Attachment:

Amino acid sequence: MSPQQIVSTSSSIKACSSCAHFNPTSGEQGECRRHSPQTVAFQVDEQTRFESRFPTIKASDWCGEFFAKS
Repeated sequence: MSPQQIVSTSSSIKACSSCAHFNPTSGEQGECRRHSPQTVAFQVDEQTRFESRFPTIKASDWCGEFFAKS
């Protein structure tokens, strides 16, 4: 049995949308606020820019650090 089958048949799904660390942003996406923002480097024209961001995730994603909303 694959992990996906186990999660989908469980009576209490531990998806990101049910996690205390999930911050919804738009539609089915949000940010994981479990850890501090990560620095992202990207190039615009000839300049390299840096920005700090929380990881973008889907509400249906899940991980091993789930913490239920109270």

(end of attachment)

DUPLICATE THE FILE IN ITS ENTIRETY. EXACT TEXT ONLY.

Amino acid sequence: MSPQQIVSTSSSIKACSSCAHFNPTSGEQGECRRHSPQTVAFQVDEQTRFESRFPTIKASDWCGEFFAKS
Repeated sequence: MSPQQIVSTSSSIKACSSCAHFNPTSGEQGECRRHSPQTVAFQVDEQTRFESRFPTIKASDWCGEFFAKS
């Protein structure tokens, strides 16, 4: 049995949308606020820019650090 089958048949799904660390942003996406923002480097024209961001995730994603909303 694959992990996906186990999660989908469980009576209490531990998806990101049910996690205390999930911050919804738009539609089915949000940010994981479990850890501090990560620095992202990207190039615009000839300049390299840096920005700090929380990881973008889907509400249906899940991980091993789930913490239920109270």